The seasoning comes from salt, pepper, ground cumin, ground paprika, and bay leaves. These are all typical spices and seasonings used in many Spanish recipes. You can use smoked paprika or sweet paprika. We tend to use sweet paprika out of preference but smoked is probably more traditionally Spanish.
Don’t be afraid to season with salt. Add it throughout the cooking process to blend the flavors together. Salt doesn’t make a dish salty, it makes it more flavorful. Plus, it’s better to add salt throughout the process rather than at the table because the salt will bring the flavors together.
All of this is cooked in chicken broth to cook the lentils. Vegetable broth can be used too.
How To Make This Spanish Chorizo And Lentil Recipe
Add the olive oil, onion, garlic, carrots, and pepper to a medium to large sized dutch oven. Cook over medium-high heat until the vegetables start to soften, about 5-7 minutes.
Add the bay leaves, cumin, paprika, salt, and pepper, and chorizo. Stir well and cook for about 2-3 minutes.
Add the lentils and coat in the mixture. Allow the lentils to cook until they start to sweat, about 2-3 minutes.
Add the chicken broth and stir well. Bring to a boil and then reduce the heat to simmer. Cook for about 35-40 minutes or until the lentils are soft. You can cover the dutch oven when cooking, but leave the lid slightly askew.
It’s important to check the lentils every 5-7 minutes while they cook. Continue to stir and ensure there is sufficient liquid to allow the lentils to cook without drying out. If needed, add an additional half cup of broth or water to help the lentils cook.
- 1 tablespoon olive oil
- ½ small yellow onion, diced
- 4-5 cloves of garlic, pressed or minced
- 2 carrots, diced small
- 1 red or yellow pepper, diced (green can be substituted)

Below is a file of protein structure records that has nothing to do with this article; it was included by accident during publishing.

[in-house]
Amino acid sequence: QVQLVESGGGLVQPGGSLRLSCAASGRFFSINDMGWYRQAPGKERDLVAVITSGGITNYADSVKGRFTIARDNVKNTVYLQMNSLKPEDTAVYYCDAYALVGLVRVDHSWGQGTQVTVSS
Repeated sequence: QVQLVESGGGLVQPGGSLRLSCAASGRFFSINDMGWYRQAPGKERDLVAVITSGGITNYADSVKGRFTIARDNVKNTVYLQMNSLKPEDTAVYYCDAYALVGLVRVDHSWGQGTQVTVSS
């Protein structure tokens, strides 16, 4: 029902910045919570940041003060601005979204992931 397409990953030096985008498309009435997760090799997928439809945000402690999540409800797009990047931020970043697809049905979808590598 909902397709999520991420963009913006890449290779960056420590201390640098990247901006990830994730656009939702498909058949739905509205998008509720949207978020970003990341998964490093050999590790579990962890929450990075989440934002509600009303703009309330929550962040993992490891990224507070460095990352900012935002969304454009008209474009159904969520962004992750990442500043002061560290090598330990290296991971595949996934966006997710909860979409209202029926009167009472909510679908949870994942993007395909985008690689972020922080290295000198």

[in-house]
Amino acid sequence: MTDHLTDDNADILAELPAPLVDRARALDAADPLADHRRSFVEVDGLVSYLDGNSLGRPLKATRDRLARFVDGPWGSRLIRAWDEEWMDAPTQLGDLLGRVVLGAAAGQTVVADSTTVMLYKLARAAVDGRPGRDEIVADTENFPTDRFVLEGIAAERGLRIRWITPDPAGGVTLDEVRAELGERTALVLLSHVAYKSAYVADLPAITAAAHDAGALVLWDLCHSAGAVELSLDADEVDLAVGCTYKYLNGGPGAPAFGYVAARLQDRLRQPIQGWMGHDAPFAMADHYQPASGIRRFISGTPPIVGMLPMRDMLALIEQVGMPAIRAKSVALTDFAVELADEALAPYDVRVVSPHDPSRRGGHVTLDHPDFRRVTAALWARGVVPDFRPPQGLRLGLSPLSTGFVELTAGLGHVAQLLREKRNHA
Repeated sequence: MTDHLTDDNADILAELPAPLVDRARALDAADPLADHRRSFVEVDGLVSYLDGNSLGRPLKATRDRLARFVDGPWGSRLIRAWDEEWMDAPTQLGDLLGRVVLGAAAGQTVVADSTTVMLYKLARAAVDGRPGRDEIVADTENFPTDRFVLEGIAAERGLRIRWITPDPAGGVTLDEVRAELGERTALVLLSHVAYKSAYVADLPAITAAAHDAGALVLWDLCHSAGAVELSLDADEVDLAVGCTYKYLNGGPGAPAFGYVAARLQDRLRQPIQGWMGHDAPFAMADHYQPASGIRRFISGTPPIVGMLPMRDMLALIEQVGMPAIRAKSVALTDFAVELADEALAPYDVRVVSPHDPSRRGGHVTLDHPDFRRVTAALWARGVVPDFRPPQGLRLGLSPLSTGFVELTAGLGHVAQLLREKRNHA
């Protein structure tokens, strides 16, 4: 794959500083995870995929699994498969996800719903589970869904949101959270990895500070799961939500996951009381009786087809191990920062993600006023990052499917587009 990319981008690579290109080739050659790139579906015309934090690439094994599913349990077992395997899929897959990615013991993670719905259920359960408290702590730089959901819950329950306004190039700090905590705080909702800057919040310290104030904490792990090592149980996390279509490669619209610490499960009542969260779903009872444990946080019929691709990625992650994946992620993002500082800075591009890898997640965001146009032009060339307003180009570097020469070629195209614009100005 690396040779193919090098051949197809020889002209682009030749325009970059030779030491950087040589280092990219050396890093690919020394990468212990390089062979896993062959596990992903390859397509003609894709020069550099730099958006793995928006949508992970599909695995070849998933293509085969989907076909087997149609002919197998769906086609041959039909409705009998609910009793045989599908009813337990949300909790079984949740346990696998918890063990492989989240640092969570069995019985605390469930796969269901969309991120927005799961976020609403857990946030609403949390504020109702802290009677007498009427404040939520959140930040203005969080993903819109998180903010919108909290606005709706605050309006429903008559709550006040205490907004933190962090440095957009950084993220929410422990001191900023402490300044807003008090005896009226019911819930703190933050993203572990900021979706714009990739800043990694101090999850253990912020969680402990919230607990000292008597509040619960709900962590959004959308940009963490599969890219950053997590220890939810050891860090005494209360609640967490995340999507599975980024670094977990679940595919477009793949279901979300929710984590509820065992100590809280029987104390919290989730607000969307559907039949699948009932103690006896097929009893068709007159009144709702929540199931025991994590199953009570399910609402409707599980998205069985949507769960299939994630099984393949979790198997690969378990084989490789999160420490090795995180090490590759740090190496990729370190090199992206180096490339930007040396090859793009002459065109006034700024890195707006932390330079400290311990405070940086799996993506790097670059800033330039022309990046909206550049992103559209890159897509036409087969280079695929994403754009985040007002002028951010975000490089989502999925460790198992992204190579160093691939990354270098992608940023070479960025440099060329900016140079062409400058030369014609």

- 3-4 bay leaves
- 1 teaspoon ground cumin
- 1 teaspoon paprika
- Salt and pepper to taste
- Chorizo, cut into bite-sized pieces
- 1 ¼ cup lentils (pardina or brown)
- 3 cups chicken broth
- Add olive oil, onion, garlic, carrots, and pepper to a medium to large-sized dutch oven.
- Cook over medium-high heat until the vegetables start to soften, about 5-7 minutes.
- Add the bay leaves, cumin, paprika, salt, and pepper, and chorizo. Stir well and cook for 2-3 minutes.
- Add the lentils and coat in the mixture. Allow the lentils to cook until they start to sweat, about 2-3 minutes.
- Add the chicken broth and stir well. Bring to a boil and then reduce the heat to simmer.
- Cook for about 35-40 minutes or until the lentils are soft.
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How To Serve Spanish Chorizo And Lentils
Sometimes I like to add a little chopped spinach at the end. Or, when reheating, adding a bit of spinach and a squeeze of lemon juice can help revive a lentil stew that’s been in the fridge, or spent time in the freezer.
To make a version that is a spicy lentils with chorizo, there are a few ways to add some spice. Add spicer chorizo, or add a half teaspoon of crushed red pepper with the spices. Spanish food, in general, is flavorful but not spicy. There’s no reason, though, why you can’t add a little bit of a kick if you like a spicy chorizo stew.